Is Vickers' “ring-fence” crumbling?

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The much vaunted ring-fence, nowithstanding the sales talk of the relevant fencing contractor, never was much more than rusty barbed wire full of gaping holes. But now it looks like actually falling down.

It received scathing criticism by Laurence Kotlikoff (professor of economics at Boston in the U.S.). And Paul Volker was not exactly complimentary about the idea. While at the most recent meeting of the Parliamentary Commission on Banking Standards (21st Nov.), they called into question the basic logic of the ring-fence, much to the irritation of George Osborne.

That commission meeting can be read here, or you can watch it here.

Incidentally, many thanks to the authorities for making this material easily available.

Doubts about the ring-fence at that committee meeting were raised by Nigel Lawson (former Chancellor of the Exchequer) who said, “….there is such a huge amount of play in where that boundary is drawn.”

That raised objections from Osborne to the effect that the establishment have now arrived at a consensus about what needs to be done with banks and that “unpicking the consensus” as he put it, would be costly.

To which the chairman of the committee responded, “Nor, I am sure you will appreciate, will we find it very convincing to be told that we should be wary of unpicking a consensus. Just because something has achieved a consensus does not necessarily make it right…..”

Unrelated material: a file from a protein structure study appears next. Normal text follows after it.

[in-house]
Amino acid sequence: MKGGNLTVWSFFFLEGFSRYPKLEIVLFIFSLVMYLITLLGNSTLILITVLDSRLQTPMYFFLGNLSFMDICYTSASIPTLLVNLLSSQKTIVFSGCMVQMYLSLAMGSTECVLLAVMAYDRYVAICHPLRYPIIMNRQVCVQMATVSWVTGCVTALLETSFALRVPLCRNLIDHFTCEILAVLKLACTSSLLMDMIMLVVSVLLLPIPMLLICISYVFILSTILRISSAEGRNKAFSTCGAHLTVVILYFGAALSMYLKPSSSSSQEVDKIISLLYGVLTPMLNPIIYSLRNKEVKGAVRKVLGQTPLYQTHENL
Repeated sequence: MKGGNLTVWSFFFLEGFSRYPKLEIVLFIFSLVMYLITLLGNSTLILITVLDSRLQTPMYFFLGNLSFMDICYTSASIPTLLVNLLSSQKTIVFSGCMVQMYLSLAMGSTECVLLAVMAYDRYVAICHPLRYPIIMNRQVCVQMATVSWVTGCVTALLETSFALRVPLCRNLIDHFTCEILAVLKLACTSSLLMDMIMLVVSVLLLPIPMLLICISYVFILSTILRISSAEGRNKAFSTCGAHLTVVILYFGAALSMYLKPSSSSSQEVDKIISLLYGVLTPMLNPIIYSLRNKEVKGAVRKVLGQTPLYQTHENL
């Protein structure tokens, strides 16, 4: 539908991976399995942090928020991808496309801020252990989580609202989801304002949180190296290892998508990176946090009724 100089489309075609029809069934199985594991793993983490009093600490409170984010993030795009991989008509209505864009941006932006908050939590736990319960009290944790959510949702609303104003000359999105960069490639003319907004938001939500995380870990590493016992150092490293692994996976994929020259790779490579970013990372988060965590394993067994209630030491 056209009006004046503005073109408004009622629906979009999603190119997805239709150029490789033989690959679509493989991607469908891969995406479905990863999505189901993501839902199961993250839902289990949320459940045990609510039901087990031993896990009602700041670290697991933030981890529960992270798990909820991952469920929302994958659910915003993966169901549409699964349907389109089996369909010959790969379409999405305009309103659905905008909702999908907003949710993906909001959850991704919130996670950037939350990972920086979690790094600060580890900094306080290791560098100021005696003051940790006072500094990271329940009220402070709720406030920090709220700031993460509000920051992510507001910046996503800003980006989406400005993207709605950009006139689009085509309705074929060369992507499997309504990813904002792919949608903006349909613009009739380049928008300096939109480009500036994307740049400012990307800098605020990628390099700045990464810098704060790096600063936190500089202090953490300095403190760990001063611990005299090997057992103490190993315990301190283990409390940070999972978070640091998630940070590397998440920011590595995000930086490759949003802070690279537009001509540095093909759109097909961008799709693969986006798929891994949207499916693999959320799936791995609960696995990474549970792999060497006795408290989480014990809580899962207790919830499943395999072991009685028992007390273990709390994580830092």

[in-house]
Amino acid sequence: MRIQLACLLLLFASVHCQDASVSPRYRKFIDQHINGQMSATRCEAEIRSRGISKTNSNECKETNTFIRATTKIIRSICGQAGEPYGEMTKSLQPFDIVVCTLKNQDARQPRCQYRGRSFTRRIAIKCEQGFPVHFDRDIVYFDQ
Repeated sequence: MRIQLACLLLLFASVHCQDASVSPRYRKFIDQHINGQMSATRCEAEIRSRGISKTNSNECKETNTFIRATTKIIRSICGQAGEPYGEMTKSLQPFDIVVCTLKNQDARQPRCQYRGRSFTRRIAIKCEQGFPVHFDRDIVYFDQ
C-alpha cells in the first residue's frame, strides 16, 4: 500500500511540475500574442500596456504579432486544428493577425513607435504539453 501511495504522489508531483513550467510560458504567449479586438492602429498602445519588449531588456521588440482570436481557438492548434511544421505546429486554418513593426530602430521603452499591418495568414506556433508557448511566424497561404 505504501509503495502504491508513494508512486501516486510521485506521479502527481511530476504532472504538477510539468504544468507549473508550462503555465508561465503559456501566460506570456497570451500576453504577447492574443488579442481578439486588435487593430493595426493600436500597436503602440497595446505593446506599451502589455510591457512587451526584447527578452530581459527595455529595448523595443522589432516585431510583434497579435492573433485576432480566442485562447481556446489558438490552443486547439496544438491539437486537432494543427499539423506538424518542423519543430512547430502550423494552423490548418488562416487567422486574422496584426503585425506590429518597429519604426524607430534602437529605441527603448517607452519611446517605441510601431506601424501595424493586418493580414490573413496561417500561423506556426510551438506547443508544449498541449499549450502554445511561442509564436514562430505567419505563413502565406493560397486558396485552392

What does the balance sheet of a “deposit taking only” bank look like?

There is also an interesting exchange of views starting with Q1117 where the committee get in a muddle over what the balance sheet of a “deposit taking only” institution would look like. That’s an institution which simply accepts deposits and does nothing with those deposits.

The answer to that question for us “full reservers” is easy. I’ll illustrate by assuming a “deposit taking only” bank starts up and accepts cheques drawn on other banks (or cash). The initial effect would be that the new bank’s only assets would be reserves, i.e. Bank of England money lodged at the BoE. Given the gross excess of reserves floating around at the moment, that would probably be the end of the story for our hypothetical new bank.

But in more normal times, there is an inter-bank market for borrowing and lending reserves. So the hypothetical new bank in those circumstances might be tempted to lend reserves to other banks, in which case some or all its assets would consist of loans to other banks.


Complexity proves there is something wrong

Why did everyone jump for joy when Einstein announced that E=MC2? Reason is that if after laborious calculations and complex arguments, and so on you produce an idea or an equation that is beautifully simple, well that equation just has to be one of the basic laws of the universe.

Banking is similar. Walter Bagehot said, “The business of banking should be simple. If it is hard, it is wrong”. And just look at the complexity of Basel III: it consists of a thousand pages at the moment.